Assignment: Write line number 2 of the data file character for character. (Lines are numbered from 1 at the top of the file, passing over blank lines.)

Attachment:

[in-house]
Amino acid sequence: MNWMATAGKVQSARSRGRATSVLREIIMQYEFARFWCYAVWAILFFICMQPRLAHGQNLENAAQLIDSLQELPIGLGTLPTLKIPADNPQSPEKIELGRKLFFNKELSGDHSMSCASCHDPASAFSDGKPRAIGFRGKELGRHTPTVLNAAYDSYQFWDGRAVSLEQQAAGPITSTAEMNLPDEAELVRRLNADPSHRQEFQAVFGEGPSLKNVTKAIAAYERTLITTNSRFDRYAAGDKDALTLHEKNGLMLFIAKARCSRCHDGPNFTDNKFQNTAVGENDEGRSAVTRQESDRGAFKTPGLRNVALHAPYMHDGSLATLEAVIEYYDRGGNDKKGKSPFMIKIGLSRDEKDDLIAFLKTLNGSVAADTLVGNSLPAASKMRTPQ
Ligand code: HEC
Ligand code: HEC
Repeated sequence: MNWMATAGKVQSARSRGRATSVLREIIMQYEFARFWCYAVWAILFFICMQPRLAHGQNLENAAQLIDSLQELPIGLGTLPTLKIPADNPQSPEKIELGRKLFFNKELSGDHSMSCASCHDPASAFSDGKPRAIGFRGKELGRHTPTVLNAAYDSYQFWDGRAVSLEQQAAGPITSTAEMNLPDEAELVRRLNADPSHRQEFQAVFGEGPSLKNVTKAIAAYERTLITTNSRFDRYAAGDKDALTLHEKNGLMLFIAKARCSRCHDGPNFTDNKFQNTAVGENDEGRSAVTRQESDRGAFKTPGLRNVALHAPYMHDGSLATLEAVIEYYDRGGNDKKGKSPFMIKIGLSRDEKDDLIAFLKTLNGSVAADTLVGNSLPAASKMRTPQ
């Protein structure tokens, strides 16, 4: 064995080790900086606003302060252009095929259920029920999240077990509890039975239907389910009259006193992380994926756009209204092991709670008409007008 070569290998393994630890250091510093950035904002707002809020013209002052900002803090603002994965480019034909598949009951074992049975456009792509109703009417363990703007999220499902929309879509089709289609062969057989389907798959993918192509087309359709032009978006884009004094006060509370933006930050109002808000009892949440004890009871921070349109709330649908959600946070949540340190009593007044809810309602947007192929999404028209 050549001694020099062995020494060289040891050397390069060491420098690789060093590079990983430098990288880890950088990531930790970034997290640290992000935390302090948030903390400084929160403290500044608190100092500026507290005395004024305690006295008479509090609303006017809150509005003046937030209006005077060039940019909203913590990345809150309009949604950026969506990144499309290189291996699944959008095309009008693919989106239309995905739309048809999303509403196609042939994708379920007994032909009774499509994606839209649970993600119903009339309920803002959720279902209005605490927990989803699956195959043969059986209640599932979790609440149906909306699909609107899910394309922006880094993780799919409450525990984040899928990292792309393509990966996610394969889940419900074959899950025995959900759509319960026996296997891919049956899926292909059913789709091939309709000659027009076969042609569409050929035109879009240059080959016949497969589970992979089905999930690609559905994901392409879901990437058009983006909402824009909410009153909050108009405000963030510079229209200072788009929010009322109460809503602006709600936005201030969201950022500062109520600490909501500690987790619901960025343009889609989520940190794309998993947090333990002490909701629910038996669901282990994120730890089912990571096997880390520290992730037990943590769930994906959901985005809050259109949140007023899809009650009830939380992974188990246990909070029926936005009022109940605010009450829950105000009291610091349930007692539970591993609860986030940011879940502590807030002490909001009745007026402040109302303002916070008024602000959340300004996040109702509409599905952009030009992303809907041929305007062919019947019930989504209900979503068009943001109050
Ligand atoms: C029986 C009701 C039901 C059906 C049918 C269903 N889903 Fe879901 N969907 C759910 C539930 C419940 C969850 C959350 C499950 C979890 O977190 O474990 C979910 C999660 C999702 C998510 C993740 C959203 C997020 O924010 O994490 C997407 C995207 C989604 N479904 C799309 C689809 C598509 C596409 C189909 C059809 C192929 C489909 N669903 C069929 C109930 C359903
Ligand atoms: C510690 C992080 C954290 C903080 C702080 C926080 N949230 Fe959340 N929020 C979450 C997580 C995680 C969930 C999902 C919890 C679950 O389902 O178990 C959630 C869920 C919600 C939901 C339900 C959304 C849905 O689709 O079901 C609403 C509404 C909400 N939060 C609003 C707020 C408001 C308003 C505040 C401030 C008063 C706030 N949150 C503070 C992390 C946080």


Amino acid sequence: MNWMATAGKVQSARSRGRATSVLREIIMQYEFARFWCYAVWAILFFICMQPRLAHGQNLENAAQLIDSLQELPIGLGTLPTLKIPADNPQSPEKIELGRKLFFNKELSGDHSMSCASCHDPASAFSDGKPRAIGFRGKELGRHTPTVLNAAYDSYQFWDGRAVSLEQQAAGPITSTAEMNLPDEAELVRRLNADPSHRQEFQAVFGEGPSLKNVTKAIAAYERTLITTNSRFDRYAAGDKDALTLHEKNGLMLFIAKARCSRCHDGPNFTDNKFQNTAVGENDEGRSAVTRQESDRGAFKTPGLRNVALHAPYMHDGSLATLEAVIEYYDRGGNDKKGKSPFMIKIGLSRDEKDDLIAFLKTLNGSVAADTLVGNSLPAASKMRTPQ